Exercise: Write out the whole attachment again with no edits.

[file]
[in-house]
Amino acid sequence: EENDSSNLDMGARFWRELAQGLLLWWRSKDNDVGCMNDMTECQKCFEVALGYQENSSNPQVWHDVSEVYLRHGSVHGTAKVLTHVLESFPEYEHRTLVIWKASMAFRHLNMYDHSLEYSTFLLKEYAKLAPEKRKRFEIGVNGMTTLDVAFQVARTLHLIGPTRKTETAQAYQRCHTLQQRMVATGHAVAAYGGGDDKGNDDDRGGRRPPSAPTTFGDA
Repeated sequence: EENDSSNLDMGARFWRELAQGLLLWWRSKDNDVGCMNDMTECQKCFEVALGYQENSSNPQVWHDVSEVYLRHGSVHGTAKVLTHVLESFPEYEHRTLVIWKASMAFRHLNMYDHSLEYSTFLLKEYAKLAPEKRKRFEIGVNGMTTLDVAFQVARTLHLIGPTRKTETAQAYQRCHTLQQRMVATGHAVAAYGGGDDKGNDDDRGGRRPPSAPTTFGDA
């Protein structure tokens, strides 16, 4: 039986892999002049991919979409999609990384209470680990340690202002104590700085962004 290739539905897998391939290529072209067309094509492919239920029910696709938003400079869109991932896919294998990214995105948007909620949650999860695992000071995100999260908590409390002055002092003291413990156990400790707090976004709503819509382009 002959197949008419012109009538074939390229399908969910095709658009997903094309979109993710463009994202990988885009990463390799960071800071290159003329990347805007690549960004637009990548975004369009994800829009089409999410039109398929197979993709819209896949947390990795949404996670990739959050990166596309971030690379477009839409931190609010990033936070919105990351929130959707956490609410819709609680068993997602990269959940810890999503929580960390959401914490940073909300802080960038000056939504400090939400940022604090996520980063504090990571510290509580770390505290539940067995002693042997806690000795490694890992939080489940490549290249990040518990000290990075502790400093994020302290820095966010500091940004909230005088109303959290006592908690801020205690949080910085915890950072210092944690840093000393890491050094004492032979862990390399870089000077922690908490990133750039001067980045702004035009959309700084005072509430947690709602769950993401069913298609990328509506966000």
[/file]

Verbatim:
[in-house]
Amino acid sequence: EENDSSNLDMGARFWRELAQGLLLWWRSKDNDVGCMNDMTECQKCFEVALGYQENSSNPQVWHDVSEVYLRHGSVHGTAKVLTHVLESFPEYEHRTLVIWKASMAFRHLNMYDHSLEYSTFLLKEYAKLAPEKRKRFEIGVNGMTTLDVAFQVARTLHLIGPTRKTETAQAYQRCHTLQQRMVATGHAVAAYGGGDDKGNDDDRGGRRPPSAPTTFGDA
Repeated sequence: EENDSSNLDMGARFWRELAQGLLLWWRSKDNDVGCMNDMTECQKCFEVALGYQENSSNPQVWHDVSEVYLRHGSVHGTAKVLTHVLESFPEYEHRTLVIWKASMAFRHLNMYDHSLEYSTFLLKEYAKLAPEKRKRFEIGVNGMTTLDVAFQVARTLHLIGPTRKTETAQAYQRCHTLQQRMVATGHAVAAYGGGDDKGNDDDRGGRRPPSAPTTFGDA
């Protein structure tokens, strides 16, 4: 039986892999002049991919979409999609990384209470680990340690202002104590700085962004 290739539905897998391939290529072209067309094509492919239920029910696709938003400079869109991932896919294998990214995105948007909620949650999860695992000071995100999260908590409390002055002092003291413990156990400790707090976004709503819509382009 002959197949008419012109009538074939390229399908969910095709658009997903094309979109993710463009994202990988885009990463390799960071800071290159003329990347805007690549960004637009990548975004369009994800829009089409999410039109398929197979993709819209896949947390990795949404996670990739959050990166596309971030690379477009839409931190609010990033936070919105990351929130959707956490609410819709609680068993997602990269959940810890999503929580960390959401914490940073909300802080960038000056939504400090939400940022604090996520980063504090990571510290509580770390505290539940067995002693042997806690000795490694890992939080489940490549290249990040518990000290990075502790400093994020302290820095966010500091940004909230005088109303959290006592908690801020205690949080910085915890950072210092944690840093000393890491050094004492032979862990390399870089000077922690908490990133750039001067980045702004035009959309700084005072509430947690709602769950993401069913298609990328509506966000």